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August 08, 1978 - Image 4

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Michigan Daily, 1978-08-08

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Page 4-Tuesday, August 8, 1978-The Michigan Daily
michigan DAILY
Eighty-eight Years of Editorial Freedom
420 Maynard St., Ann Arbor, MI. 48109
Vol. LXXXVIII, No. 60-S News Phone: 764-0552
Tuesday, August 8, 1978
Edited and managed by students
at the University of Michigan
Neither Tisch nor
Headlee satisfy need
T HERE IS NO question that the Michigan
state tax system is unfair and inefficient.
The question is how to improve the situation.
There are two proposals on today's primary
ballot which attempt to do just that, the Headlee
tax limitation amendment and the Tisch proper-
ty tax proposal. The goal of Headlee is to "put a
lid" on government spending, to prevent the
state from taking a bigger portion of everyone's
paychecks in taxes. Tisch, on the other hand, is
more direct. Unlike Richard Headlee, an in-
surance company president who only wants to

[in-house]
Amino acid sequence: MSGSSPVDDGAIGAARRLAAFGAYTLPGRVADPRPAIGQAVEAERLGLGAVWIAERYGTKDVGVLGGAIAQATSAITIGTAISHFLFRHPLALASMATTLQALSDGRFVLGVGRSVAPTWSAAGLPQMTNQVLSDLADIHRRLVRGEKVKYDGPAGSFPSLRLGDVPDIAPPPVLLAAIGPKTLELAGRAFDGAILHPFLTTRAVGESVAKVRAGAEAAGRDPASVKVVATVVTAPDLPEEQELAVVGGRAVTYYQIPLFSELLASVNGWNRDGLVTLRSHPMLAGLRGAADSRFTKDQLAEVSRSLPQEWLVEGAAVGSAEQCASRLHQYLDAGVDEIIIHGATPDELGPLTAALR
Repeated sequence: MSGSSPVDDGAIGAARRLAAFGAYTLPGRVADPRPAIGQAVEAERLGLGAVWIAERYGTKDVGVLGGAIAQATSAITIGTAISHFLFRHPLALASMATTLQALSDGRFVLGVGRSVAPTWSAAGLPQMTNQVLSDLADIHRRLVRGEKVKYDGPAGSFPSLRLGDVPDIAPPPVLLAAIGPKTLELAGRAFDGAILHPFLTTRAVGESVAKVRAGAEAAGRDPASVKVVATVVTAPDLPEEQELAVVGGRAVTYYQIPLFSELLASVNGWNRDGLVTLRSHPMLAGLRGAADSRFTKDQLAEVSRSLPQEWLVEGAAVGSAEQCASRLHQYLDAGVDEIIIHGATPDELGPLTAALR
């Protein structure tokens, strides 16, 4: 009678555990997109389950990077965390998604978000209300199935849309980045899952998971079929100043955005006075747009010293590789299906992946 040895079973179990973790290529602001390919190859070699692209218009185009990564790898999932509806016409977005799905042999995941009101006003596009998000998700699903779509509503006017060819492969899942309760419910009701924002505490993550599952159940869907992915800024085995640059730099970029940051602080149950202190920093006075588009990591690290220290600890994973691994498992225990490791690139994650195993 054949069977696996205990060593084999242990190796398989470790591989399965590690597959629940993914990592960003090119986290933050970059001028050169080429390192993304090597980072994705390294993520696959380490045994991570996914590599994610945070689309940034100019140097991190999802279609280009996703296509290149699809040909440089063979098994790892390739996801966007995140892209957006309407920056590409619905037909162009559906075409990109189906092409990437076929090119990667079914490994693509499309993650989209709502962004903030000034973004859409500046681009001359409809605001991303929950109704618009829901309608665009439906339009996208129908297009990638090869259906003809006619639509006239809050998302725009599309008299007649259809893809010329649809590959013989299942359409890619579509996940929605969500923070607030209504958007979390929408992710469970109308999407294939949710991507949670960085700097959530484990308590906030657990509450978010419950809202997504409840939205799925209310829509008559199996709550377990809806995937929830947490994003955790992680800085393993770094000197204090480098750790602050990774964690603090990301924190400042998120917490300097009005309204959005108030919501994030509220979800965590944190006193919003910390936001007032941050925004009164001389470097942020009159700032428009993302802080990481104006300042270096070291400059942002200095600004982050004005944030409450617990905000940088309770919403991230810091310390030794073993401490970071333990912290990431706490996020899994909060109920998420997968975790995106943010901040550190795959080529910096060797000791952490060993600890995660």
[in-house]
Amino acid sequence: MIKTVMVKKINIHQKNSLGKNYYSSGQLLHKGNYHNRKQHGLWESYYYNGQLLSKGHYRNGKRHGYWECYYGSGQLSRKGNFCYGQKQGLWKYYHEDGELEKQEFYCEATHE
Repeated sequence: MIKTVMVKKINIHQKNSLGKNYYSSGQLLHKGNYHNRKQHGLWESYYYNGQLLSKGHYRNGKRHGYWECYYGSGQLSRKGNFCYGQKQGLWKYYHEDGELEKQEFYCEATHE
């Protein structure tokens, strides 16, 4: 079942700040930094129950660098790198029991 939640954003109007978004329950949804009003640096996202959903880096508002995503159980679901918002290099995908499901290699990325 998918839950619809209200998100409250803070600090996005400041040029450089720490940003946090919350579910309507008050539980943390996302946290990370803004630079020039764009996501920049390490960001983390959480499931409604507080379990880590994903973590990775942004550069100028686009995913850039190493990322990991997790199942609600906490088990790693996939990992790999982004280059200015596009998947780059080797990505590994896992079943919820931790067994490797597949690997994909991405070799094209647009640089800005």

keep the state budget where it is, with allowan-
ces for inflation, Robert Tisch, the Shiawassee
Drain Commissioner, says the state has too
much money already. Tisch is asking for a 50 per
cent cut in property taxes, and would permit a 1
per cent increase in the state income tax of the
state legislature deems it necessary. Tisch's
scheme also allows coters in a particular ditrict
to increase their own taxes, by vote, up to 1 per
We see both these amendments as failed at-
tempts to ease the tax burden. It isn't that we
have too much government spending, it's just
that the system is inefficient, the money is going
to the wrong places, and the tax burden is on the
wrong people.
None of Michigan's taxes are based on a per-
son's ability to pay, and therein lies the problem.
Instead of the Headlee and Tisch proposals, the
state would profit most from a graduated income
tax, similar to the federal income tax. Currently,
state income tax is a flat 4.6 per cent whether you
make $10,000 or $1,000,000 a year. But this is ac-
tually a regressive tax because persons in the
lower income brackets need their income just to
meetdaily necessities, while those in the higher
brackets have money to save, invest and even
waste. The $460 per year the citizen who makes
$10,000 pays means more to him or her than $4600
does to a millionaire.
Many areas, notably social services and
higher education, are in need of increased fun-
ding, not less. State government has sufficient
revenue to fund these programs, but its fiscal
priorities are simply misguided. What we need is
a wholesale restructuring of the tax system, not
cosmetic attempts to cut or limit taxes. As
gubernatorial candidate Zolton Ferency said
during a debate with Headlee and Tisch, "This
(Headlee plan) merely puts a ceiling on a rotten
tax system. It's not the ceiling that needs fixing,